My First Internet Millennium

by bauer on April 3, 2018

I’ve been an Internet professional for 25 years now, starting out in 1993 trying to build an integrated email, telnet, ftp, and gopher client for the Entrepreneurship program getting my MBA at Carnegie Mellon University*.
In the computer lab one day, somebody tapped me on the shoulder and said “Have you seen this Mosaic thing? I took one look at my first web page - a couple of pictures and some text in some horrible font - dumped what I was doing, and reached out to Marc Andreessen for the code. $50,000 for the source. Couldn’t get funding for a business plan to make the first commercial browser.

I was fortunate to connect up with Tim O’Reilly that spring and ended up at the first World Wide Web conference in July (“You CAN get there from here!”). Marc showed up, I registered Internet.Org over shots of Strega, and we all agreed with Tim Berners-Lee not to patent the next thing the web really needed - Tim called them cookies, I think.

Tim gave me my first gig with O’Reilly as the business manager for GNN, the Global Network Navigator, the first professionally published directory on the Web. Tim and I ended up selling the first advertisements on the Web - he his lawyer, me NordicTrack. Tim gave me the freedom to strike out on my own and I started connecting companies to the Internet, registering their domains, and building their web sites.

It wasn’t just like being a kid in the candy store; it was like being a kid in a shopping mall full of candy stores. I thought about automating domain registration but couldn’t figure out how to get paid. I thought about patenting the system we designed to connect ordering products over the Internet for a company called Black Box but calling up their fax-line seemed a bit dumb. I thought about being an end-to-end provider of hardware and software but settled on just putting big companies - ConEd, Fisher Scientific, Ameritech, PPG, PNC Bank, Legent - on the Web.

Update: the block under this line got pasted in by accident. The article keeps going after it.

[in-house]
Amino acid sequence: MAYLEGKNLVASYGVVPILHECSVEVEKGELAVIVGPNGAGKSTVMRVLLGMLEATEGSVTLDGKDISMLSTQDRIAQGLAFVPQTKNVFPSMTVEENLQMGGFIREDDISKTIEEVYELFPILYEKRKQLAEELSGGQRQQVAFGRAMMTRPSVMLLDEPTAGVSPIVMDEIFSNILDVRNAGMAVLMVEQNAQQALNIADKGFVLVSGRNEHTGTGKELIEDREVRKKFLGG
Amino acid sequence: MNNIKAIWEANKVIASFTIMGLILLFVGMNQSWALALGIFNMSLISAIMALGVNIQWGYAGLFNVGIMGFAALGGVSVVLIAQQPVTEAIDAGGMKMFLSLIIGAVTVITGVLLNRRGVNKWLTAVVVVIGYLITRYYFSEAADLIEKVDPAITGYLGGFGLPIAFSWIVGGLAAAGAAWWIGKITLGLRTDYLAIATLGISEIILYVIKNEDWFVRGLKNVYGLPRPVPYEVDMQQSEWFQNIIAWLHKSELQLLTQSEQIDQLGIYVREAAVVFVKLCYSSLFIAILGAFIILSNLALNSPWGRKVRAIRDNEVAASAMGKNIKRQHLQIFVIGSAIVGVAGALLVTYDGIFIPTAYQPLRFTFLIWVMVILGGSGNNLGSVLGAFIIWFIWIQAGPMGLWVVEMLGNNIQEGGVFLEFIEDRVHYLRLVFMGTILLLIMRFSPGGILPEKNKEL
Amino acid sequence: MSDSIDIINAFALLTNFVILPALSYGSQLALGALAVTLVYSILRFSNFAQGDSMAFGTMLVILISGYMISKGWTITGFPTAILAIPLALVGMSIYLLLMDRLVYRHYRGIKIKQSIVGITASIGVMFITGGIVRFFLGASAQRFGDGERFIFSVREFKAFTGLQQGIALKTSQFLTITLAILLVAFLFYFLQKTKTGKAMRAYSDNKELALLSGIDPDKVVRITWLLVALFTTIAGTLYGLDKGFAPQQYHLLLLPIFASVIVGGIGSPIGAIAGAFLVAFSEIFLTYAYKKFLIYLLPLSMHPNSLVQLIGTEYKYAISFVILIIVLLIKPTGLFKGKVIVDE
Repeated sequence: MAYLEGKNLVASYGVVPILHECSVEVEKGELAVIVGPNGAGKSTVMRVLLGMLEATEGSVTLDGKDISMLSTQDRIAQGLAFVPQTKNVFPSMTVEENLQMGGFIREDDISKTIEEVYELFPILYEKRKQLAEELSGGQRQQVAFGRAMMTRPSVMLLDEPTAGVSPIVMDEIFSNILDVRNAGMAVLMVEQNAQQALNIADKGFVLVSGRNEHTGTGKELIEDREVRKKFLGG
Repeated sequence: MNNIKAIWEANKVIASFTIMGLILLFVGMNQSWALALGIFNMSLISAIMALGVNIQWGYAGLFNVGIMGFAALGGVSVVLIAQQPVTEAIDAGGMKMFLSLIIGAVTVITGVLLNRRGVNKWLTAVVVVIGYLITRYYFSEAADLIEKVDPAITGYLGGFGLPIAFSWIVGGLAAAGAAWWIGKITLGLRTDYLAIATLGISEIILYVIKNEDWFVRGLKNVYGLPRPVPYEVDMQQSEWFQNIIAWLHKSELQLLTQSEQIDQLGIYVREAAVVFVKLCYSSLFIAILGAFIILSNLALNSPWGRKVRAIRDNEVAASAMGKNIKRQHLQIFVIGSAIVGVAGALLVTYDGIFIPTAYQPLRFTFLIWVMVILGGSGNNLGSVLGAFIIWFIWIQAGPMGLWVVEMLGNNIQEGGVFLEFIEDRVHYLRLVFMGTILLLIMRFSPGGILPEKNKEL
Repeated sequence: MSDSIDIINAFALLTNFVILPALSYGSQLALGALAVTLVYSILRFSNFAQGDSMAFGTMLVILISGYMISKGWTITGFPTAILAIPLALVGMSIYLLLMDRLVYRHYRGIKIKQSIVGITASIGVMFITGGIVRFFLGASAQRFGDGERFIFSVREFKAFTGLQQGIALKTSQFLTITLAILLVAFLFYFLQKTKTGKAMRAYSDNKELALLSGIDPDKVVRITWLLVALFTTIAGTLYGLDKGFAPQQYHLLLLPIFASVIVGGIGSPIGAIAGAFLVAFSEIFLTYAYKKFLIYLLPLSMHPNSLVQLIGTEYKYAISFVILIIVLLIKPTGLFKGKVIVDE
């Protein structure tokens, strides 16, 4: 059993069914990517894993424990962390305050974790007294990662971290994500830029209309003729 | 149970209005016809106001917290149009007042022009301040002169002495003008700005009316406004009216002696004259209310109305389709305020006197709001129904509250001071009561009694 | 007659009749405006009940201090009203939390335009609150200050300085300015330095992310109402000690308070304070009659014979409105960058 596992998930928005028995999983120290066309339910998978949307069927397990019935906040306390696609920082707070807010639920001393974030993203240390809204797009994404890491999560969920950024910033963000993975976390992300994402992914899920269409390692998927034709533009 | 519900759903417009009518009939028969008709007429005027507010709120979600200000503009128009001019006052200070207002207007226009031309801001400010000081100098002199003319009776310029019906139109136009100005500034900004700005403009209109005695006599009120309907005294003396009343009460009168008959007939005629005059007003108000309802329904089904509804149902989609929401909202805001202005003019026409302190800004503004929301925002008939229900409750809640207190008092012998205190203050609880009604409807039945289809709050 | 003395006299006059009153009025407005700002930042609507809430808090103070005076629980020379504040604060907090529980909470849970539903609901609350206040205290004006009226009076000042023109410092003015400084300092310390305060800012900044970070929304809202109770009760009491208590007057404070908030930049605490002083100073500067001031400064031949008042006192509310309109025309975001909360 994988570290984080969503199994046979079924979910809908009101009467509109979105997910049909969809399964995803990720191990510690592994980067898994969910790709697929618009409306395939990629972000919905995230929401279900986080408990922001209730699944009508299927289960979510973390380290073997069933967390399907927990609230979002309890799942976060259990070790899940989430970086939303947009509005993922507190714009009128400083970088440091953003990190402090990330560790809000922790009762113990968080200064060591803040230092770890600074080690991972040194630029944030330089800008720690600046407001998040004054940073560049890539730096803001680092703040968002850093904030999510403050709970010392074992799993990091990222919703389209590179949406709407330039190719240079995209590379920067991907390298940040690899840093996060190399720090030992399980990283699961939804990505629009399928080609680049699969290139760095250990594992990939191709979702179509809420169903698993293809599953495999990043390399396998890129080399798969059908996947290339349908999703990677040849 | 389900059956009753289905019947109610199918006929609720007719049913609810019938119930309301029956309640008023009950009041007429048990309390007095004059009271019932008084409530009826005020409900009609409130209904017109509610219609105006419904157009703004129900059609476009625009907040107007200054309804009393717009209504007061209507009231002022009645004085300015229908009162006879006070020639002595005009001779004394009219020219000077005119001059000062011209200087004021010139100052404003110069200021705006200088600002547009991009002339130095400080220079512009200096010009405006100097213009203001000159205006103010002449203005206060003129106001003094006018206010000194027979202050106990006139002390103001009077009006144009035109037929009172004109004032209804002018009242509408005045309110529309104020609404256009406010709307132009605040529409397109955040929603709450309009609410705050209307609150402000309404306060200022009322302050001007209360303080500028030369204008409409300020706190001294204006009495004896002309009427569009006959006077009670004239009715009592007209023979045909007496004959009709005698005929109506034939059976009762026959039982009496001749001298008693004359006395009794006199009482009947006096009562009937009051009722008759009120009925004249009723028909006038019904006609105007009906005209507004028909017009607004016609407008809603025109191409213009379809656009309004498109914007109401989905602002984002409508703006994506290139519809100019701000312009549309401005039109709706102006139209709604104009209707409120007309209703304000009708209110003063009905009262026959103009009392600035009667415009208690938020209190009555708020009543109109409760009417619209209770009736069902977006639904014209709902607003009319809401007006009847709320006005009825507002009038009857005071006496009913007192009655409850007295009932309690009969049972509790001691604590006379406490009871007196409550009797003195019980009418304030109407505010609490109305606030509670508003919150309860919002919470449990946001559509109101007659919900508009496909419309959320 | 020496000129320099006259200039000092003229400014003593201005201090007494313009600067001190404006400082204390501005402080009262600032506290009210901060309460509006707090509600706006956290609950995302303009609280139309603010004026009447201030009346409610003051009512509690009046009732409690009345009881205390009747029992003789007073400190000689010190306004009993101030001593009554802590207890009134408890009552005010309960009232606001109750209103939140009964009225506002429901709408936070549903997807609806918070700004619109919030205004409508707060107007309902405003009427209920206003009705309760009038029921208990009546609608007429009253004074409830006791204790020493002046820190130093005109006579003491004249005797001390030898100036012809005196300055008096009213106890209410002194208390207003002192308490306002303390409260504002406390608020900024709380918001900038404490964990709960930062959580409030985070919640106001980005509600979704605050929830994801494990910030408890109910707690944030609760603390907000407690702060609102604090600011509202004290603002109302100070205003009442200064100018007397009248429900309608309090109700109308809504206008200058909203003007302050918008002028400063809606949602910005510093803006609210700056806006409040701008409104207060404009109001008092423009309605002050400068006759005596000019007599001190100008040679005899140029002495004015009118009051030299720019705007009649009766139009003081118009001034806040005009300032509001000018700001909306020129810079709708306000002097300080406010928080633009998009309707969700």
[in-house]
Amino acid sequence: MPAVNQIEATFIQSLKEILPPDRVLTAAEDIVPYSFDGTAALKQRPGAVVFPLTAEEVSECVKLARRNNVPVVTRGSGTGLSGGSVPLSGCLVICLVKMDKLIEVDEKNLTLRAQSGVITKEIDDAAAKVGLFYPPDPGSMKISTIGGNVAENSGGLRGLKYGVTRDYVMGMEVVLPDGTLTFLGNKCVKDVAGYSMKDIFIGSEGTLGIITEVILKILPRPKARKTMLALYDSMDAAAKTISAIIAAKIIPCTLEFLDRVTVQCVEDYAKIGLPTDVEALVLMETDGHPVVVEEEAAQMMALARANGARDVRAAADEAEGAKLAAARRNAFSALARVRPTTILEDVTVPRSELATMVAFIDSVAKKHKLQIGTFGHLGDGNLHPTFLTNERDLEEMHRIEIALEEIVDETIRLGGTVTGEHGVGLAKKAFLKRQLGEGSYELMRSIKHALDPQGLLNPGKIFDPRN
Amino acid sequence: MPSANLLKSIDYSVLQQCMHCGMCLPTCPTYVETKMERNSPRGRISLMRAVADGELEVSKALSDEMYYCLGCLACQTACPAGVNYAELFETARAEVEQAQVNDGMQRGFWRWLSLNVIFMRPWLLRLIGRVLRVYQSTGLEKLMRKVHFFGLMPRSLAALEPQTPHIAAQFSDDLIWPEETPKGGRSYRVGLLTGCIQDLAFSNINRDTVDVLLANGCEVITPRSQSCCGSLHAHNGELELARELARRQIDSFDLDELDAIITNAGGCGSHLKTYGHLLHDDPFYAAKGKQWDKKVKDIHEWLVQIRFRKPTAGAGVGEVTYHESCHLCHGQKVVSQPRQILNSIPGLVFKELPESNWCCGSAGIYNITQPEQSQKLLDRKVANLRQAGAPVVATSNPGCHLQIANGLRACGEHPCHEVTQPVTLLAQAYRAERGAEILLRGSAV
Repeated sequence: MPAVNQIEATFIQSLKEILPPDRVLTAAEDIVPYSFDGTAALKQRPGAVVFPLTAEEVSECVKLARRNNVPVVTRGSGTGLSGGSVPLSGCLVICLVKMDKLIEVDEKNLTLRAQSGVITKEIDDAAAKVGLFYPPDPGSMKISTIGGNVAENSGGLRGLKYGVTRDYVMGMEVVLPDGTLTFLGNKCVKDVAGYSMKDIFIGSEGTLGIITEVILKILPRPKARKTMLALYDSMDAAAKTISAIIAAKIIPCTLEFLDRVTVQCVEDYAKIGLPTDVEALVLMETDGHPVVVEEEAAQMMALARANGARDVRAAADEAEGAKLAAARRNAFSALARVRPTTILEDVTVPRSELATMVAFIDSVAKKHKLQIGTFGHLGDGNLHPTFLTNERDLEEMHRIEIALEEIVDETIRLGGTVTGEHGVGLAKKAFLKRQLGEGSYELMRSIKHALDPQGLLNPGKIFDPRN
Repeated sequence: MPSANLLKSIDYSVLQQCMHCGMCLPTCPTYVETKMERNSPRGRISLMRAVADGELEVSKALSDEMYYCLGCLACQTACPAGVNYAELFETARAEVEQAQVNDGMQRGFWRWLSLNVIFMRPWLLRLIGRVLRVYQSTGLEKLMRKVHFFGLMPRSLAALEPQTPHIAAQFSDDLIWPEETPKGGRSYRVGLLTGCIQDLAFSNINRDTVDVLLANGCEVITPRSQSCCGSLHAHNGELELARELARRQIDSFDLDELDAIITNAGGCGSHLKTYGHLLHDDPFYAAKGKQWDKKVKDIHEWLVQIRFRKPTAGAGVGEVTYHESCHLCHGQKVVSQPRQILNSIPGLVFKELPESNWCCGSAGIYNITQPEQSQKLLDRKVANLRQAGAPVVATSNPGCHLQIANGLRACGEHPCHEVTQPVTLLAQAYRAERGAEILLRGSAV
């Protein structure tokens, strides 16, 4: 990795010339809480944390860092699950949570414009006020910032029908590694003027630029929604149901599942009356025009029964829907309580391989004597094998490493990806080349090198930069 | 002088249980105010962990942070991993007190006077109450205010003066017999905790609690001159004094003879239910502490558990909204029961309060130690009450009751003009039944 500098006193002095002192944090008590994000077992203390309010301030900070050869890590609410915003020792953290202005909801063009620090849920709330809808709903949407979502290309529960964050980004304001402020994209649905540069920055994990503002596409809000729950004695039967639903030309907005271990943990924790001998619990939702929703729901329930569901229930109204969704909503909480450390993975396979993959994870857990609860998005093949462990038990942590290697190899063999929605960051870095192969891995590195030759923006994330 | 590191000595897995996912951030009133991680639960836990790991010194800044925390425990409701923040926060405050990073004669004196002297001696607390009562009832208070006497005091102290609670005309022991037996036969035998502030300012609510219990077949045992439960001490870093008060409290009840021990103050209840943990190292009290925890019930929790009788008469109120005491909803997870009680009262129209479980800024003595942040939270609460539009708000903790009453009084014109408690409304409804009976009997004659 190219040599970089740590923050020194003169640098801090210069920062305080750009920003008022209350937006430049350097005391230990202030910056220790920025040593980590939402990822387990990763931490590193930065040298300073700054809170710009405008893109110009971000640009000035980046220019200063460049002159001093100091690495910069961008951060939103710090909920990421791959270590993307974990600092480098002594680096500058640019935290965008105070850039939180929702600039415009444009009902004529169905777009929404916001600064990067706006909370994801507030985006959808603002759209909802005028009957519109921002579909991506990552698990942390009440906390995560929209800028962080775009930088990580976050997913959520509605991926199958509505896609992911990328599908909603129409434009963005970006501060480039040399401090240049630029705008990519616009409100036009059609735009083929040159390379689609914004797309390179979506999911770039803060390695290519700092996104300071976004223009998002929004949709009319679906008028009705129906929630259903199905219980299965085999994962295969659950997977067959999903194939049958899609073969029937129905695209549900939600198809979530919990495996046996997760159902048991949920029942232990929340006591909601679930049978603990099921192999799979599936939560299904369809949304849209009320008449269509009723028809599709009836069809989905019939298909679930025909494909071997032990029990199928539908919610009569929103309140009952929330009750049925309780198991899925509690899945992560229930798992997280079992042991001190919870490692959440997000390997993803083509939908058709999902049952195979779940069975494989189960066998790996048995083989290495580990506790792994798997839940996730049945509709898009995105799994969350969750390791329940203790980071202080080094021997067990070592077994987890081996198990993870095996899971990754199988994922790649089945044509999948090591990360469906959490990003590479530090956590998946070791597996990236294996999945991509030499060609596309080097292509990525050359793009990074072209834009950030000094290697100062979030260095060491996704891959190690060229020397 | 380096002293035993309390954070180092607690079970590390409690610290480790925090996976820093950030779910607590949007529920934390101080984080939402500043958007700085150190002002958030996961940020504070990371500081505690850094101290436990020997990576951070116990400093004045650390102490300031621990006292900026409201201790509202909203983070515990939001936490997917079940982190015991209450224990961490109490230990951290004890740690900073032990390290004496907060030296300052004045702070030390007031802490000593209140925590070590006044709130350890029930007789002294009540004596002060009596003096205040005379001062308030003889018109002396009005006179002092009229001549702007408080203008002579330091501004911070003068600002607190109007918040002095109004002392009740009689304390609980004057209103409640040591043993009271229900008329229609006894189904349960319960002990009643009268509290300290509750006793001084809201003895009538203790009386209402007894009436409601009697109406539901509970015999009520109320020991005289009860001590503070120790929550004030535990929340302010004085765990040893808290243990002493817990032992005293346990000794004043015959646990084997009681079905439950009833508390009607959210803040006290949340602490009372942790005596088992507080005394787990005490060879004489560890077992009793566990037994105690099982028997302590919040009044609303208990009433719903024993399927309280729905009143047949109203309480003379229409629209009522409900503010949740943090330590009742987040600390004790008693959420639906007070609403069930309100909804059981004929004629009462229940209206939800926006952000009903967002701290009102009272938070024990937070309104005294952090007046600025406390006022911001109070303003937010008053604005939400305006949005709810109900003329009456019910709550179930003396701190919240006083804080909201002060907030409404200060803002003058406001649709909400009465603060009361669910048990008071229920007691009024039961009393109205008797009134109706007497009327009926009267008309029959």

I had one of the first couple of booths selling web services at the second Internet World conference where I started making presentations about doing business on the Web. In the next year or so my seniority at the show let me have a booth right in the middle of the Javits Center, in between Microsoft and Novell. After one of my talks some guy came up to me and asked me to help him build a new web site. It was pornography. “Oh, no”, I said, “I couldn’t do that.” I’m Pennsylvania Dutch, doncha know.

At conference after-parties, I got along really well with the guy who ran Novell. Not so much the guy who ran Netscape. Jerry Wang offered me a job but my company was bigger than his so that made no sense. Tim Berners-Lee convinced me building an HTML editor was the way to go.

I opted to start with a knowledge-based content management platform, called ManageIT! Changed the name of my company from The Internet Group to Imperative! Put MapQuest on the Web. Sucked down all the bandwidth in Pennsylvania in 6 months. Guess using Perl as a Web Server wasn’t the best performance solution. When you started out with only about 300,000 domains registered in the world, don’t exactly think about performance like you do today.

Picked up an investor - or rather he picked me up. Great to have someone with union ties on your board. Having the shop steward have your booth setup first among the acres in Javits was great. On the other hand, taking money from someone with union ties is inadvisable.

“What do you mean you missed the deadline for delivering the first of its kind HTML GUI editor written in X?” Had to be be stealing. Get an ex-Naval intelligence officer to follow him. Get one of the Big Three accounting firms to audit him. Don’t find anything? Get another one of the Big Three to audit him. Still nothing? Oh well, may as bring the third one in too - make it a trifecta.

…to be continued.

*Technically it was a Master of Science in Industrial Administration because it’s, well, CMU.

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